|Jan Garbarek. Photo credit: Mike Stebberg|
Jan Garbarek Group with Trilok Gurtu
(Royal Festival Hall, Tuesday 13 November. LJF. Review by Chris Parker)
Just as the Queen might be forgiven for thinking the world is a spick and span place filled with freshly planted flowers, smelling of new paint, and peopled by shy and deferential charmers who never speak unless directly addressed, Jan Garbarek might reasonably suppose that concerts are sell-out affairs attended only by silently rapt music aficionados who rise as one in a standing ovation at their conclusion.
From the moment he set foot on the Festival Hall stage, a distinguished, elegant figure carrying his soprano and tenor saxophones in a smart leather bag, Garbarek exuded quiet confidence and focused gravitas, and he went quietly and seriously about his business – leading an unfussily virtuosic group through a mesmerising selection of his now considerable repertoire – for over two hours, not uttering a single word from the stage, but simply allowing his uniquely persuasive music to speak eloquently for him.
His current group, although still faithful to the saxophone/keyboard/bass/percussion format established over two decades ago, retains only keyboard player Rainer Brüninghaus from that period, but its musicianly qualities – single-minded devotion to the production of scrupulously layered sound, careful attention to detail and nuance, a refreshingly democratic approach to the allocation of solo space – remain triumphantly undimmed.
True, the diaphonous group textures achieved by the beguiling mix of Brüninghaus’s keyboards and percussionist Nana Vasconcelos (and later Marilyn Mazur), propelled by the plaintive bass of Eberhard Weber, have been replaced by a punchier approach of late, courtesy of the more assertive drumming of, first Manu Katché, now Indian percussionist Trilok Gurtu, and the electric bass of Brazilian Yuri Daniel, but the stirring anthemic skirl of Garbarek’s saxophones is still an utterly distinctive and exhilarating sound, whether he’s playing his pin-sharp, delicately affecting curved soprano or darkly swirling tenor.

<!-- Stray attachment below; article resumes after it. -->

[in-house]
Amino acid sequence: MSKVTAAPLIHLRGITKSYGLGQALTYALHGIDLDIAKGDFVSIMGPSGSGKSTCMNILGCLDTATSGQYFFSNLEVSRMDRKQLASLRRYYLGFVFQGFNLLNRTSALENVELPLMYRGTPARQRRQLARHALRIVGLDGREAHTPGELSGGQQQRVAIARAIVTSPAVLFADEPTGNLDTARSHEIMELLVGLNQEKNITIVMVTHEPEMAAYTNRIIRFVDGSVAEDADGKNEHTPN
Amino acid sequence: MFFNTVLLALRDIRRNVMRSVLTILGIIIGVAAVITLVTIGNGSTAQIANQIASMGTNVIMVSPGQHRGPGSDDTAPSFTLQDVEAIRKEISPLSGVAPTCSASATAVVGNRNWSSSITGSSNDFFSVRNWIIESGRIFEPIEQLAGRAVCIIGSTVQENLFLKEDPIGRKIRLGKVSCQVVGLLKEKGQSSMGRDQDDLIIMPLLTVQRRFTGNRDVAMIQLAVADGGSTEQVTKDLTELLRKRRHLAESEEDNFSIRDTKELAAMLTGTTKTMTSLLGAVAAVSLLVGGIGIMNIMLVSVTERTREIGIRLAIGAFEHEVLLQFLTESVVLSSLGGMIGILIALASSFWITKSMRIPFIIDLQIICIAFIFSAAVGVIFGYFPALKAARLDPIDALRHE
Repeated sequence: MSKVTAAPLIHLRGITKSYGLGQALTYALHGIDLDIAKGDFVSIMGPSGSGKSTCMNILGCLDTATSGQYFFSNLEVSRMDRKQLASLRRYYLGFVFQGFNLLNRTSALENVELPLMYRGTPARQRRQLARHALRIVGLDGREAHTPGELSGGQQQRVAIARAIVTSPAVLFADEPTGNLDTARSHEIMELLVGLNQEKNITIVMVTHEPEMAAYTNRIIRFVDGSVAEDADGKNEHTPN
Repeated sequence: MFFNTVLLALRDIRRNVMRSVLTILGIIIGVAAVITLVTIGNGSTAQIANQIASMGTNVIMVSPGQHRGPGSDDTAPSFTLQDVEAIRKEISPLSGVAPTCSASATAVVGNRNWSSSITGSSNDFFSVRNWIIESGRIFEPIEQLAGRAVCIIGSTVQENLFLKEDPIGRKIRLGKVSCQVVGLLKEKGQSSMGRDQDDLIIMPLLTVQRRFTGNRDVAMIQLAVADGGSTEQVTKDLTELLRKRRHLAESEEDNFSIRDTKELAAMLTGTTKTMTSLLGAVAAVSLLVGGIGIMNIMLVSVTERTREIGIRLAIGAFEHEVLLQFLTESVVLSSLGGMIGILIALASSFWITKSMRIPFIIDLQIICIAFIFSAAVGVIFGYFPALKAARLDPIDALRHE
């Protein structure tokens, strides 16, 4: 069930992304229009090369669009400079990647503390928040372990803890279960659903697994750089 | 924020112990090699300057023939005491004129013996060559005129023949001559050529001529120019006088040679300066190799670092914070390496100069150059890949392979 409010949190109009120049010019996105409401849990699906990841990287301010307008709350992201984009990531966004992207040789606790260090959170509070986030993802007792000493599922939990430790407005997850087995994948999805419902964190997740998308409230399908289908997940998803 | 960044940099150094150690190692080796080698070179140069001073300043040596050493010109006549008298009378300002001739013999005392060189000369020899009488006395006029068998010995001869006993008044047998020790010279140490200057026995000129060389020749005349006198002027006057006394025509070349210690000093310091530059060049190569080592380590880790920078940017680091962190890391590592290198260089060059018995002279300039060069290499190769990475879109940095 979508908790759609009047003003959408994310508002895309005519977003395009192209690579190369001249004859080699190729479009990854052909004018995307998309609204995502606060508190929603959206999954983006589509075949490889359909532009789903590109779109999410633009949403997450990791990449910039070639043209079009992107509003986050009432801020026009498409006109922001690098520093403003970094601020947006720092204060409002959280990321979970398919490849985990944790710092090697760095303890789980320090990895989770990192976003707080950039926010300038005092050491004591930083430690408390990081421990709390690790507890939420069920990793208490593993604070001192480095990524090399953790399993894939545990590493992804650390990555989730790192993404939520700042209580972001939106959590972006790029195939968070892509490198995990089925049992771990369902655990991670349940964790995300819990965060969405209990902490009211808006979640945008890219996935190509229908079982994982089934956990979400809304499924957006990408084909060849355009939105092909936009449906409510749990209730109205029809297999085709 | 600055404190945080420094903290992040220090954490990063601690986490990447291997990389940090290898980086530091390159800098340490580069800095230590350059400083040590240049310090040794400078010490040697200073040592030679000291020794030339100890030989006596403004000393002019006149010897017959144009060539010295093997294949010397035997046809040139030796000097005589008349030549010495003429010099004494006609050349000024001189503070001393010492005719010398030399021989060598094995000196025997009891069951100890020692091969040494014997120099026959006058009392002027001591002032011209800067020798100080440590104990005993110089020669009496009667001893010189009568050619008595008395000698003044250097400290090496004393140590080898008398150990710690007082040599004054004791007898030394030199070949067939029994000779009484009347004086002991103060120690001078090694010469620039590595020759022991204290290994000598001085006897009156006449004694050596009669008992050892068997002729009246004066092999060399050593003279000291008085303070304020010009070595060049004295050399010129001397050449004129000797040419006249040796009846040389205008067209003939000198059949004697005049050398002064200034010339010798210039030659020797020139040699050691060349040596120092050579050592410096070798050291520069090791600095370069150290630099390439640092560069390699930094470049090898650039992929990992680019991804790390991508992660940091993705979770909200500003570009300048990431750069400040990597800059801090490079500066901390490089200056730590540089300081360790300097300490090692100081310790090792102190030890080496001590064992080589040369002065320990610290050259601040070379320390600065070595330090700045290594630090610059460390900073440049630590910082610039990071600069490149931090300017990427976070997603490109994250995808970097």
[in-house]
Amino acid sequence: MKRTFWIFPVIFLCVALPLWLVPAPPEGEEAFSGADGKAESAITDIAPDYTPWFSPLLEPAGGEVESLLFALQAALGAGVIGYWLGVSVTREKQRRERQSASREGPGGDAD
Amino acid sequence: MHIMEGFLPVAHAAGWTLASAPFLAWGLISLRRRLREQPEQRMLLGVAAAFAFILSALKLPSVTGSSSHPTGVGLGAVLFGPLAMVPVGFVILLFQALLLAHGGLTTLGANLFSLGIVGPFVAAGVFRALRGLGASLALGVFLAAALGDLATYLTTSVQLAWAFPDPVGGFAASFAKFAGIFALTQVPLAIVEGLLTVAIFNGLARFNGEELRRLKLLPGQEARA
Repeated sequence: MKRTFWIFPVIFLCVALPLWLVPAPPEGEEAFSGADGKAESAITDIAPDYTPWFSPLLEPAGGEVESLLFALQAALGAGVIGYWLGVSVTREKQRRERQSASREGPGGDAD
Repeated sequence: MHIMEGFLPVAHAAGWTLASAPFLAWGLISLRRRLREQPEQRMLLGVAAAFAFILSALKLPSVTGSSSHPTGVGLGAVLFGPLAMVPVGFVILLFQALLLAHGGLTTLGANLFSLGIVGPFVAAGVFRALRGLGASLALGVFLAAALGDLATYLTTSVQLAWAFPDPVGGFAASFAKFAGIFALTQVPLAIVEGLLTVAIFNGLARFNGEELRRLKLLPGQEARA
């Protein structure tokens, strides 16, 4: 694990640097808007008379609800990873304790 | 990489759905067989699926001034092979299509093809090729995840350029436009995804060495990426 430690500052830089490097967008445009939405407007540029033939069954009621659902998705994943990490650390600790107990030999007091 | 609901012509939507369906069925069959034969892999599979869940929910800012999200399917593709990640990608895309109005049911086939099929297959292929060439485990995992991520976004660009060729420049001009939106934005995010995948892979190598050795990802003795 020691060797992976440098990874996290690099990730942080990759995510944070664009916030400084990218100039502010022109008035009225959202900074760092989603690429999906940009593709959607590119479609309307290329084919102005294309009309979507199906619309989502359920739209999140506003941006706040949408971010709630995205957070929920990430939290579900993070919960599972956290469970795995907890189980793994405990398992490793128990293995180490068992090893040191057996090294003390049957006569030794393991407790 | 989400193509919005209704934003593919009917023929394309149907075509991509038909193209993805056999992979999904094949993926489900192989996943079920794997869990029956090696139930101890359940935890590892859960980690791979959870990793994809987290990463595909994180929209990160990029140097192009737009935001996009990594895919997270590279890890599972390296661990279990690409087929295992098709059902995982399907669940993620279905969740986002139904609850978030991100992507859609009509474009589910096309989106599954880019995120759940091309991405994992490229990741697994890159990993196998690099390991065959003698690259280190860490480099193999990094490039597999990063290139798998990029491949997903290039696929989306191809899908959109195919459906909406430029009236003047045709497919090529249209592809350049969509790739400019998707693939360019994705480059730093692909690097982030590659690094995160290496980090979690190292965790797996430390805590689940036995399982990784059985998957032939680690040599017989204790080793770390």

On this occasion, he played his selections mainly in discrete groups of three tunes at a time, gradually moving from impeccable ensemble performances to individual features for, first Brüninghaus (whose ability to combine thunderous, occasionally downright rumbustious piano with the most filigree-delicate keyboard sounds borders on the miraculous), then for Daniel (similarly adept at moving uncontrivedly between rumbling robustness and plangent urgency), then, perhaps most memorably, for Gurtu.
The Indian maestro, of course (like Vasconcelos before him), is an experienced and revered solo performer, and (after an unfortunate coughing fit explained by his choked apology: “I’ve just come back from India”) he entranced an already spellbound audience with an impressive array of percussive effects, beginning with vocal rhythm-setting, proceeding through a panoply of shaken and struck objects from tabla drums to spiral cymbals, and culminating in an extraordinary performance utilising a bucket of water into which he dipped a variety of cymbals.
But it was Garbarek’s ravishing playing, which can still raise neck-hair at forty paces, that lingered in the mind long after this unequivocally enjoyable concert was over – he is simply one of the great treasures of the jazz world, and long may he remain so.